Lamar Smith and Implementing effective policy on climate change

There has been considerable ire directed at Texan Congressman Lamar Smith for his Washington Post Op-Ed entitled “Overheated rhetoric on climate change doesn’t make for good policies

Lamar begins

Climate change is an issue that needs to be discussed thoughtfully and objectively. Unfortunately, claims that distort the facts hinder the legitimate evaluation of policy options

Lamar concludes

Instead of pursuing heavy-handed regulations that imperil U.S. jobs and send jobs (and their emissions) overseas, we should take a step back from the unfounded claims of impending catastrophe and think critically about the challenge before us. Designing an appropriate public policy response to this challenge will require that we fully assess the facts and the uncertainties surrounding this issue, and that we set aside the hyped rhetoric.

I could not agree more. Judith Curry shows that the so-called “scientific” criticism is less balanced than the politician’s initial comments.

To think critically and objectively about any complex problem, it needs to be broken down into sub-sections with relevant areas of expertise. This is no more important in climate change policy, which science demands belief and people get lost in irrelevant detail. A starting point is to divide the issue into three parts, with the relevant experts in brackets.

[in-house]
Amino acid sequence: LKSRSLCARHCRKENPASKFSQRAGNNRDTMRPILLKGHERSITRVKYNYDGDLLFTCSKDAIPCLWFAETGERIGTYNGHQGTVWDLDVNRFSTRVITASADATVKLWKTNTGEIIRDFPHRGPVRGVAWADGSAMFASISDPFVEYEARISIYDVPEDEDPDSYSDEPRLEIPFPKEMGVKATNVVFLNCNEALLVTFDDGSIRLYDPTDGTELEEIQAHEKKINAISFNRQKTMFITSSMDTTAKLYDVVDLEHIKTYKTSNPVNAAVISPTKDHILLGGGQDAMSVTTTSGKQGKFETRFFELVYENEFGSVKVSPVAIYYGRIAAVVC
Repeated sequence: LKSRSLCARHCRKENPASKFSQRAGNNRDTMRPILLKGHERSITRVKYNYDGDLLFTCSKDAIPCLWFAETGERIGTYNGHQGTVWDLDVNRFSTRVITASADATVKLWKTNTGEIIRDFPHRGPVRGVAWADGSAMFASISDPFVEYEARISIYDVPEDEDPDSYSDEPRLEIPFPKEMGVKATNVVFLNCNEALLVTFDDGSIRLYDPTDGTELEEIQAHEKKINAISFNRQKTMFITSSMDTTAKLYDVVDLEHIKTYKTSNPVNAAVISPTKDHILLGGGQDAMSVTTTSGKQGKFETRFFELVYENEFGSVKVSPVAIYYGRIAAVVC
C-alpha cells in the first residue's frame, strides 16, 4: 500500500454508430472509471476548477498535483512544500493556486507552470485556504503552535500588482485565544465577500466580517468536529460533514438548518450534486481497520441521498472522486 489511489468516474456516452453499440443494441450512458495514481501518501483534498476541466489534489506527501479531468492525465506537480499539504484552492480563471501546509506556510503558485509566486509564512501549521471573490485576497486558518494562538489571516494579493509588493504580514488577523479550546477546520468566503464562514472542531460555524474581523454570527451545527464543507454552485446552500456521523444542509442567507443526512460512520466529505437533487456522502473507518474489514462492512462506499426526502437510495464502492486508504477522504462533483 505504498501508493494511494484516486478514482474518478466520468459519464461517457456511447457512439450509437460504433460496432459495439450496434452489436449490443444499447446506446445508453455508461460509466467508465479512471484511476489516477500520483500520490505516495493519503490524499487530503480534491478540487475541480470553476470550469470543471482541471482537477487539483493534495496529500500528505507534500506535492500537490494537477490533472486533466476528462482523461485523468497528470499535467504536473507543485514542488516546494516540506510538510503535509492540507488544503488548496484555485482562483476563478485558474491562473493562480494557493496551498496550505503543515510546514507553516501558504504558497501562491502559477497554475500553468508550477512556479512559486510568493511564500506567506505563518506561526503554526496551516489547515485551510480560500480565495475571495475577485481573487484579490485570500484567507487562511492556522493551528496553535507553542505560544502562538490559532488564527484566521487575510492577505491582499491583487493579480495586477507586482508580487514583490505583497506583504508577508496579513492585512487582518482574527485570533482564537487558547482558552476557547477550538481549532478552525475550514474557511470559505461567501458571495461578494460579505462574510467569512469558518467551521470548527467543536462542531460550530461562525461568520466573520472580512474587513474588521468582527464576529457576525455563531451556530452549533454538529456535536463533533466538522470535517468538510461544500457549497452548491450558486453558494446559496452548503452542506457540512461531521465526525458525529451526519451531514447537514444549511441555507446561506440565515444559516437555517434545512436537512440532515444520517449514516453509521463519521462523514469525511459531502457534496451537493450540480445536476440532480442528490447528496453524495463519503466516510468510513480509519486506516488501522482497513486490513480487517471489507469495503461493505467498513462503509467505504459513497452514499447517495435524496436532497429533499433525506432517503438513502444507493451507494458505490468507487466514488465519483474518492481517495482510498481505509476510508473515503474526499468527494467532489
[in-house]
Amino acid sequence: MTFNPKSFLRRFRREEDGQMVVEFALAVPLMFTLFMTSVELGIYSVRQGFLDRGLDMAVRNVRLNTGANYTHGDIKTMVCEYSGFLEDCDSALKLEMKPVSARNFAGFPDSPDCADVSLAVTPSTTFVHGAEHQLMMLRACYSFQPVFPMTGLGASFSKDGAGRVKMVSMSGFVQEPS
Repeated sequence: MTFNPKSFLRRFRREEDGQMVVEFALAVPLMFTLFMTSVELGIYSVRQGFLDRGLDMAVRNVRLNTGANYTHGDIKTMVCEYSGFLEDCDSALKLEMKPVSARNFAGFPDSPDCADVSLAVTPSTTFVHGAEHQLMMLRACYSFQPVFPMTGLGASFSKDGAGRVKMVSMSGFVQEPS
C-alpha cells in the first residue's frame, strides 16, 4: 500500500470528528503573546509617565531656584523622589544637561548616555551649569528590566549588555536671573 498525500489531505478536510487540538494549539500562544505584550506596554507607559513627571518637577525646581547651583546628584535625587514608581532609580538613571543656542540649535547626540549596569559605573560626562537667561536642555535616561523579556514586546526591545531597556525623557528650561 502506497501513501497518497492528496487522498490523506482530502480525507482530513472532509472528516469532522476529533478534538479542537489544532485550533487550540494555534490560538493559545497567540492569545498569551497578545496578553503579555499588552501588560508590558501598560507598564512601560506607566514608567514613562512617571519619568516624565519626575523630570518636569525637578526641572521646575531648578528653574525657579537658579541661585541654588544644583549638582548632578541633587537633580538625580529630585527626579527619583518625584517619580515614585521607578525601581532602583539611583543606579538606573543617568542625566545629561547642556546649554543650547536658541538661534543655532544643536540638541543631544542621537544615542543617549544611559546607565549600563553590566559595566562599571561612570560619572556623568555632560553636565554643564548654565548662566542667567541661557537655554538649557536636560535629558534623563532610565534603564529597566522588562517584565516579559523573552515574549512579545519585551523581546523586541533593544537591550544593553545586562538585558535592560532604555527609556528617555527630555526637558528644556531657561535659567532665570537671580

1. Whether there is a potential problem. (Scientists)

2. Whether that potential problem is non-trivial. (Economists interpreting the scientists work)

3. Whether there is the ability to do something positive about that problem. (Economists and public policy-makers to formulate any policy. Economist/auditors, with some input from scientists, to interpret the results.)

1. Whether there is a potential problem.

The potential problem most would accept. Increase the level of greenhouse gases and average temperatures goes increase. It actually folds into the second.

2. Whether that potential problem is non-trivial.

But the second is far more important. The starting point to see if the size of the problem, it to break any potential impacts down into the components of magnitude, likelihood, time for changes to occur and the weighting that can be given to the scientific evidence. This is discussed here. Like in many other areas, the weighting we give to expert opinion should be based on a track record. Climate science is still very much in its infancy and many of the projected signposts were either wrong (worsening storms, accelerating sea level rises) or much too extreme (temperature rises). In fact any alleged successes are either through luck or through the initial prediction being so vague that it could hardly fail to be correct. There should also be a recognition concerning any potential benefits. For instance, Scotland would benefit from being a tad warmer, and increased CO2 may help plant growth. There is also a question of the quality of the climate model projections. There seems little or attempt at quality improvement through learning from past mistakes and building on successes. Further I see plenty of claims of being on the side of peer-reviewed science, and on consensus, whilst have a huge public-relations effort but little about building on the traditions of the greatest scientists, or learning from the philosophers of science. “Climate Science” seems somewhat out of that mainstream.